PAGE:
White nationalists dwarfed by antiprotest crowds in Charlottesville and DC

WASHINGTON — Thousands of people wanting to send a message that racism is unwelcome in the United States gathered in a park outside the White House to protest a white nationalist rally on the anniversary of the deadly violence in Charlottesville, Virginia.

In the end, fewer than two dozen white nationalists showed up.

The events held in both Charlottesville and Washington, largely peaceful though tense at times, were part of a day of speeches, vigils and marches marking a year since one of the largest gatherings of white nationalists and other far-right extremists in a decade. One person was arrested in Washington on Sunday, and four others were arrested in Charlottesville.

 

In Charlottesville, the mother of the woman killed at last summer’s rally visited the site of the attack, saying the country’s racial wounds still have not healed. In Washington, a phalanx of police and a maze of metal barriers separated the small group of white nationalists from shouting counterprotesters within view of the White House.

Jason Kessler, the principal organizer of last year’s “Unite the Right” event, led the Sunday gathering he called a white civil rights rally in Lafayette Square. Kessler said in a permit application that he expected 100 to 400 people to participate, but the actual number was far lower: only around 20.

Kessler’s group was dogged by jeering crowds from the moment they emerged from the Foggy Bottom Metro station; they marched about a mile to the White House surrounded by uniformed officers and police vehicles. Behind the barricades, in the northern half of Lafayette Park, thousands of counterprotesters struggled to even catch a clear glimpse of the white nationalist rally.

The counterprotesters had gathered hours earlier in Lafayette Park and nearby Freedom Plaza. Makia Green, who represents the Washington branch of Black Lives Matter, told Sunday’s crowd in Freedom Plaza: “We know from experience that ignoring white nationalism doesn’t work.”

After about 90 minutes, the white nationalists were packed into a pair of vans and driven to safety.

President Donald Trump, who further enflamed tensions last year by blaming “both sides” for the violence, wasn’t at home this year — he has been at his golf club in New Jersey for more than a week on a working vacation.

Washington Police Chief Peter Newsham credited his forces for successfully avoiding violence and keeping the two sides separated. Newsham called it, “a well-executed plan to safeguard people and property while allowing citizens to express their First Amendment rights.”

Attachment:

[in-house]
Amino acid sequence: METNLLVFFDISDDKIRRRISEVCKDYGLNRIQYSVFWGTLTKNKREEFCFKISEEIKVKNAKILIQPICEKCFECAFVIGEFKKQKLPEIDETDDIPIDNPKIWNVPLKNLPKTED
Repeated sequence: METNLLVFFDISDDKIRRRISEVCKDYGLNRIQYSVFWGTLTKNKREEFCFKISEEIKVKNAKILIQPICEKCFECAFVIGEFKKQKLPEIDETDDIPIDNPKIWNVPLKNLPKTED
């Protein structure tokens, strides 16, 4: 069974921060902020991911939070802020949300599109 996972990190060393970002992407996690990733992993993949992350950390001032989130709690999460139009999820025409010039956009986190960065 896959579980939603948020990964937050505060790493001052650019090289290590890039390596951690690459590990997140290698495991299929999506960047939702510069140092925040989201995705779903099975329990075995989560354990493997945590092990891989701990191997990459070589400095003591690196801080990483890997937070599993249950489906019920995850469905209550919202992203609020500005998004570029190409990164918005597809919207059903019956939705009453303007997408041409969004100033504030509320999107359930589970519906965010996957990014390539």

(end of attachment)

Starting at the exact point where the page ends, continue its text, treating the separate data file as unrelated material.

Earlier in the day in Charlottesville, the mother of Heather Heyer, the 32-year-old killed during last year’s rally, said there’s still much healing to be done.

Susan Bro laid flowers at a makeshift memorial at the site of the attack in downtown Charlottesville. With a crowd gathered around her, she thanked them for coming to remember her daughter but also acknowledged the dozens of others injured and the two state troopers killed when a helicopter crashed that day.

“There’s so much healing to do,” Bro said. “We have a huge racial problem in our city and in our country. We have got to fix this, or we’ll be right back here in no time.”

Hundreds of neo-Nazis, skinheads and Ku Klux Klan members and other white nationalists descended on Charlottesville on Aug. 12, 2017, in part to protest over the city’s decision to remove a monument to Confederate Gen. Robert E. Lee from a park.

Violent fighting broke out between attendees and counterprotesters. Authorities eventually forced the crowd to disperse, but chaos erupted again when the car barreled into the crowd.

James Fields Jr., of Maumee, Ohio, is charged in state court with murder in Heyer’s killing and faces separate hate crime charges in federal court. He pleaded not guilty last month to the federal charges.

The day’s death toll rose to three when a state police helicopter crashed, killing Lt. Jay Cullen and Trooper-Pilot Berke Bates.

Among the other anniversary events was a Sunday morning community gathering at a park that drew more than 200 people. The group sang and listened to speakers, among them Courtney Commander, a friend of Heyer’s who was with her when she was killed.

“She is with me today, too,” Commander said.

Law enforcement officials faced blistering criticism after last year’s rally for what was perceived as a passive response to the violence that unfolded. A review by a former U.S. attorney found a lack of coordination between state and city police and an operational plan that elevated officer safety over public safety.

The anniversary weekend was marked by a much heavier police presence, which also drew criticism from some activists.

Demonstrators on Sunday marched through Charlottesville chanting, “Cops and Klan go hand in hand,” and “Will you protect us?”

After the white nationalists departed, police had a tense standoff with about 150 masked anti-fascist, or antifa, protesters who marched through downtown Washington blocking traffic after the white nationalists left. Police shoved back advancing members of the far-left-leaning militant group, and an officer used pepper spray, but no tear gas was deployed.

The city of Charlottesville said four people were arrested in the downtown area. Two arrests stemmed from a confrontation near the Lee statue where a Spotsylvania, Virginia, man stopped to salute, a Charlottesville woman confronted him and a physical altercation took place, officials said.

Police were also investigating the assault of a Charlottesville police officer who was knocked down during a demonstration related to the rally. The officer was knocked to the ground and swarmed after approaching a man whose face was covered, according to police. The officer wasn’t hurt, but the investigation is ongoing.

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